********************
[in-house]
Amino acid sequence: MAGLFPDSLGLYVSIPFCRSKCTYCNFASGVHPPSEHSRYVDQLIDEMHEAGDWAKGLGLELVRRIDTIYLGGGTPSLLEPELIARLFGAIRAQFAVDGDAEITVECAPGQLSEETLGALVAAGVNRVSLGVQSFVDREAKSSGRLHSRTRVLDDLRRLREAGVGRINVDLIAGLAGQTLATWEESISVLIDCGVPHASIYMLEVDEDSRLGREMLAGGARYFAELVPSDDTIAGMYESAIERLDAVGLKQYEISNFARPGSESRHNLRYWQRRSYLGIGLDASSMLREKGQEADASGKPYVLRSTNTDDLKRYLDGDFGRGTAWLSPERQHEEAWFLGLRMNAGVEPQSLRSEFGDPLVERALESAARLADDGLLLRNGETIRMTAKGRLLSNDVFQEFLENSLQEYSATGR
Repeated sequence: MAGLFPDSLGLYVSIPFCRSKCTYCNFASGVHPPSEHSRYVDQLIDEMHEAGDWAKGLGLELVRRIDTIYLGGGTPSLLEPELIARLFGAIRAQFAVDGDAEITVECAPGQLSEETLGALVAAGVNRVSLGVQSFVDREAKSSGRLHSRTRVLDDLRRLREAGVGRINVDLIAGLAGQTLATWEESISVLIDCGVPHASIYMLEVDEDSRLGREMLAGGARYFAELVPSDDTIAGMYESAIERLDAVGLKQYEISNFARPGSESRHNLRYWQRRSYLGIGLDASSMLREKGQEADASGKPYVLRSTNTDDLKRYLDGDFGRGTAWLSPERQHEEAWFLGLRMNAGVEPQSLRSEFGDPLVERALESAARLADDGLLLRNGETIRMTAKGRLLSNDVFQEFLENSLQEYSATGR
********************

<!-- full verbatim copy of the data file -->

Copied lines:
[in-house]
Amino acid sequence: MAGLFPDSLGLYVSIPFCRSKCTYCNFASGVHPPSEHSRYVDQLIDEMHEAGDWAKGLGLELVRRIDTIYLGGGTPSLLEPELIARLFGAIRAQFAVDGDAEITVECAPGQLSEETLGALVAAGVNRVSLGVQSFVDREAKSSGRLHSRTRVLDDLRRLREAGVGRINVDLIAGLAGQTLATWEESISVLIDCGVPHASIYMLEVDEDSRLGREMLAGGARYFAELVPSDDTIAGMYESAIERLDAVGLKQYEISNFARPGSESRHNLRYWQRRSYLGIGLDASSMLREKGQEADASGKPYVLRSTNTDDLKRYLDGDFGRGTAWLSPERQHEEAWFLGLRMNAGVEPQSLRSEFGDPLVERALESAARLADDGLLLRNGETIRMTAKGRLLSNDVFQEFLENSLQEYSATGR
Repeated sequence: MAGLFPDSLGLYVSIPFCRSKCTYCNFASGVHPPSEHSRYVDQLIDEMHEAGDWAKGLGLELVRRIDTIYLGGGTPSLLEPELIARLFGAIRAQFAVDGDAEITVECAPGQLSEETLGALVAAGVNRVSLGVQSFVDREAKSSGRLHSRTRVLDDLRRLREAGVGRINVDLIAGLAGQTLATWEESISVLIDCGVPHASIYMLEVDEDSRLGREMLAGGARYFAELVPSDDTIAGMYESAIERLDAVGLKQYEISNFARPGSESRHNLRYWQRRSYLGIGLDASSMLREKGQEADASGKPYVLRSTNTDDLKRYLDGDFGRGTAWLSPERQHEEAWFLGLRMNAGVEPQSLRSEFGDPLVERALESAARLADDGLLLRNGETIRMTAKGRLLSNDVFQEFLENSLQEYSATGR